Symbiobridge opening ceremony hails nexus

Spanning 35 metres, the Symbiobridge cycle and footbridge, located south of the TU Delft campus, was officially opened to the public on November 17, 2016.

Connecting Ackerdijkse Bos and TU Delft across the Karitaatmolensloot Symbiobridge is the first of a series of links along the Midden-Delfland recreational route. Stephan Brandligt, Delft city councilman and Delft recreation committee board member welcomed this first physical and conceptual link between the built environment of Delft, the university and the surrounding natural landscape.

Financed by the province of South-Holland, the city of Delft and the Midden-Delfland recreation area, the design was selected from among 24 submissions to a competition in December 2014. Former PhD candidate at the Faculty of Architecture and the Built Environment (BK), Rafail Gkaidatzis submitted the winning design which was hailed for its ‘beautiful asymmetric, organic form and innovative materials’. A combination of two words derived from Greek, sym meaning ’together’ and bio meaning ‘living’, both in name and design, Symbiobridge mirrors the interaction between nature and technology. The superstructure of red steel is a striking sight in the surrounding natural landscape; the white base, which doubles as a place for visitors to sit and rest, is an innovative composite of fibre-reinforced plastics.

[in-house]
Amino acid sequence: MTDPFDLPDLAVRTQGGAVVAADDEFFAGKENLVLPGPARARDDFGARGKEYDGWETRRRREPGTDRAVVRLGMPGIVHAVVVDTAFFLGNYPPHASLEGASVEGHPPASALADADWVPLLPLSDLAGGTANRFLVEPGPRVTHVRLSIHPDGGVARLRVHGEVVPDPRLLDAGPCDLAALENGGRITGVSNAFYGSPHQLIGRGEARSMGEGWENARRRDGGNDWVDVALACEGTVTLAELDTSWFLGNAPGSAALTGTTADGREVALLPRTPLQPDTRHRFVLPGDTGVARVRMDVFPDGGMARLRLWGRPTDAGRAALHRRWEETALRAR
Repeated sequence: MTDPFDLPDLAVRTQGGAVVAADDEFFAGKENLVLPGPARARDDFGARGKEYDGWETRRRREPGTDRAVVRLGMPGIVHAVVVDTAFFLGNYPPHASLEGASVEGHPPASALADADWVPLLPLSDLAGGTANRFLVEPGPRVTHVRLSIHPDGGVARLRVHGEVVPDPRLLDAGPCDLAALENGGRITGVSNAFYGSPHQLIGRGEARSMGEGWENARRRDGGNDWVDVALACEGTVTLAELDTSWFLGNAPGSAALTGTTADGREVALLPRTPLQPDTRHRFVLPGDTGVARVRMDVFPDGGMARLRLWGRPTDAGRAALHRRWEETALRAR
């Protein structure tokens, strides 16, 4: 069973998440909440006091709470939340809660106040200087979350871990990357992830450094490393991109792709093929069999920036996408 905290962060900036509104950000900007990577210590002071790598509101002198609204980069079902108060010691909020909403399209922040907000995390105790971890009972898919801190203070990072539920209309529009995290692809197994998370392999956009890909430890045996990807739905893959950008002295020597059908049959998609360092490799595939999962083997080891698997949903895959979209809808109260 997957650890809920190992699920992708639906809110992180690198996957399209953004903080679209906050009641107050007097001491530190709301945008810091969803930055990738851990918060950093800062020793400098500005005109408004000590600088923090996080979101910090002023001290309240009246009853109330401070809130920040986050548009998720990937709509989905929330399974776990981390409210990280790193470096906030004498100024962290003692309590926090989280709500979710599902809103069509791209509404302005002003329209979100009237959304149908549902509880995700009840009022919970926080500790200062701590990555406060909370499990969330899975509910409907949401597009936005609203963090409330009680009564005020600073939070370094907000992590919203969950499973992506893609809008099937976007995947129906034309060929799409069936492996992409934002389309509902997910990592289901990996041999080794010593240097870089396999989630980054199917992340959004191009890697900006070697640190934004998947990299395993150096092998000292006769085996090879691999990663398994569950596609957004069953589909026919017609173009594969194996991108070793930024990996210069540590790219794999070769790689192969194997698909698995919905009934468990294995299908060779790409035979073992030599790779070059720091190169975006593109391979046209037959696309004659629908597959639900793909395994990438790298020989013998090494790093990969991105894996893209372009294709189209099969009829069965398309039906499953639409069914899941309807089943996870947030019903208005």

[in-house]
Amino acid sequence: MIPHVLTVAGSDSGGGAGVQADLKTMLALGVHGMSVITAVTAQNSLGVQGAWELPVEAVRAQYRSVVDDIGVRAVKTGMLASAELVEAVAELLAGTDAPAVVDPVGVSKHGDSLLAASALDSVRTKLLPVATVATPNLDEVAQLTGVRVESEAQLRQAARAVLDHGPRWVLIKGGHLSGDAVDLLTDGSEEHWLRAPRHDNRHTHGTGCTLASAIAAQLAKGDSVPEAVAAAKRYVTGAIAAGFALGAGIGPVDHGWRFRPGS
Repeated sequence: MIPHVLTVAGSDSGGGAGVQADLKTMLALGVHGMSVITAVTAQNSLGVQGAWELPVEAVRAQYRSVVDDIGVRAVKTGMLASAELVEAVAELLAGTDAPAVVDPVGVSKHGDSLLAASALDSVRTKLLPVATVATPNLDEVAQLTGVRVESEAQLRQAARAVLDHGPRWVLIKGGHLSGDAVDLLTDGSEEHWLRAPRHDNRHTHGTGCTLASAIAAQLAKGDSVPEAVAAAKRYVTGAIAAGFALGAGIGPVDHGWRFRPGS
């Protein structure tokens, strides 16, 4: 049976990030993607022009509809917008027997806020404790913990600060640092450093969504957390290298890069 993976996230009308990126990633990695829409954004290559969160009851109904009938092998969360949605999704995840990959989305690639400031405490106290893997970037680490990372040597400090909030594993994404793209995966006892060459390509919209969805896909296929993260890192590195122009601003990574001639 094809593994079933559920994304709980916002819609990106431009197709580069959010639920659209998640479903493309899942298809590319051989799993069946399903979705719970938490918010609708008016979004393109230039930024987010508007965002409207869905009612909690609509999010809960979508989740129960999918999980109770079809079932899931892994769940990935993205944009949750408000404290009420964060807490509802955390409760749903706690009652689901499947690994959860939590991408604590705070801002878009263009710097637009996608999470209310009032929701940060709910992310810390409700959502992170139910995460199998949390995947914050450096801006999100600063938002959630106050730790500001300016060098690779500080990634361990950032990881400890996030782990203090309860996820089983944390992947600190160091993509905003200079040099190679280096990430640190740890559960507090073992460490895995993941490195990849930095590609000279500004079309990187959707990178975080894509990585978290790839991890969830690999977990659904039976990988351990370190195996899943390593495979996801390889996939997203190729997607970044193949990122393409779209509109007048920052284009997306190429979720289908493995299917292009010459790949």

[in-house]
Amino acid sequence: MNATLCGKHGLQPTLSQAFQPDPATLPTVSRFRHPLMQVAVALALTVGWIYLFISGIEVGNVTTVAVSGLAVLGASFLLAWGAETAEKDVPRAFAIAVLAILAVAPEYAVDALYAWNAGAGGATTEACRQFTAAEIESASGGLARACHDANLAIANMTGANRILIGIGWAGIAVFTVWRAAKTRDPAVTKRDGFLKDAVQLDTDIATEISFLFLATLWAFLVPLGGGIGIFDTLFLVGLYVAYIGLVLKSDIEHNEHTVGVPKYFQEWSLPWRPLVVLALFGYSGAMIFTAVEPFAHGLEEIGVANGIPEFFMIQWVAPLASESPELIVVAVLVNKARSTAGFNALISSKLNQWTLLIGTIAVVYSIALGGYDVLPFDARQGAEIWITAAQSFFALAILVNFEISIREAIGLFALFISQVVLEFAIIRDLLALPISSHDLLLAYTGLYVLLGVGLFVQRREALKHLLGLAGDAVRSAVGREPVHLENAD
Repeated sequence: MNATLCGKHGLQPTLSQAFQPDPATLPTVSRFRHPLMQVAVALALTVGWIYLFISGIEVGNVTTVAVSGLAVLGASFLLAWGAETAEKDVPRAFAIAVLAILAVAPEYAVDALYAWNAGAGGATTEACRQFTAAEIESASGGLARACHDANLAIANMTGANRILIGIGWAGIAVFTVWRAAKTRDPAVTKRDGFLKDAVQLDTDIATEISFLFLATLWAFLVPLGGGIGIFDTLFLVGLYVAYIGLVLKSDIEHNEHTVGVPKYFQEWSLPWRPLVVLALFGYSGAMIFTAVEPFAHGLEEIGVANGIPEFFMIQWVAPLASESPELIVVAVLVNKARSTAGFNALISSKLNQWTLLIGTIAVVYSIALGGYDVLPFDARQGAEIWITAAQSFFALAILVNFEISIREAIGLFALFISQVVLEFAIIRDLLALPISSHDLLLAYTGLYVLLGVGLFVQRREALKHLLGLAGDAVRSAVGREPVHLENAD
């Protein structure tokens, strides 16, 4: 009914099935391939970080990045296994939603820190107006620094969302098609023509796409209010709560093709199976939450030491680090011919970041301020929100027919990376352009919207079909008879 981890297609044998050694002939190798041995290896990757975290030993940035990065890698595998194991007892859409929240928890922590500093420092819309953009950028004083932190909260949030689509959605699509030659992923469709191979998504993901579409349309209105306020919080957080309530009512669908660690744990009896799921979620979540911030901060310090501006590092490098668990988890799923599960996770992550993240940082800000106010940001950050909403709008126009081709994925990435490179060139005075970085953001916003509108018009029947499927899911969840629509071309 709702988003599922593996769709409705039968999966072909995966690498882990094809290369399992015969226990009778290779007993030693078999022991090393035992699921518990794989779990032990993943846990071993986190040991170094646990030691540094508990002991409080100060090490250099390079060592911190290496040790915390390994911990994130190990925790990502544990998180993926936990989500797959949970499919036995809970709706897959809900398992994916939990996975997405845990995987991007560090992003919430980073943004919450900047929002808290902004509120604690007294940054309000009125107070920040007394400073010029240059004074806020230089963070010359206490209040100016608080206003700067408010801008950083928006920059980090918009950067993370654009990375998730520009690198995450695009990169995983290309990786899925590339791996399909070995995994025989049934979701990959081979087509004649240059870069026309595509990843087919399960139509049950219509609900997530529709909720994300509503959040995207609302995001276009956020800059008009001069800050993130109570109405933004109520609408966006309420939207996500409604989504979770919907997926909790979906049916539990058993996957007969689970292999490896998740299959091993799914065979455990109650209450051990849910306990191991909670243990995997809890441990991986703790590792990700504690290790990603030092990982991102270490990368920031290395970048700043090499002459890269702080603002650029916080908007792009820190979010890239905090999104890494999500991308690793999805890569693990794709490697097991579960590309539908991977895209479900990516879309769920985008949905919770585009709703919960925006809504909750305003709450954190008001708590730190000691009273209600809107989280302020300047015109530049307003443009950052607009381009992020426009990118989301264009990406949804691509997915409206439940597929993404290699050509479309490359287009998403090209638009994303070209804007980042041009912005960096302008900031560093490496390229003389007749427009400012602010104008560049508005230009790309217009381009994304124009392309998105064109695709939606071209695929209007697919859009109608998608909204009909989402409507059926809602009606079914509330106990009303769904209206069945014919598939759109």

Following the opening procession across the bridge, Gkaidatzis reflected on the significance of the project. Not only was it his first project of this scope, but it is located in his place of residence. Having entered the design competition just over two years ago, Gkaidatzis revels in the fact that the bridge’s completion took less than two years, a great accomplishment for all involved. Support from the university community and government has ensured that a beautiful work of infrastructure is now located in Delft. South-Holland Provincial representative and chairman of the Integrated Development between Delft and Schiedam (IODS) initiative, Floor Vermeulen, echoed this sentiment noting that typically, “Knowledge from the TU travels across the world, but Symbiobridge kept the knowledge and innovation here at home, at the TU no less!”

Now a lecturer in the Chair of Structural Design, Dr Gkaidatzis encourages fellow architects, engineers and students to ‘follow their dream and to take a chance, even if potential for success seems low’. He remains a proponent of the TU Delft way of working – in a multi-disciplinary manner as a fundamental to realising outputs with which all parties are satisfied.

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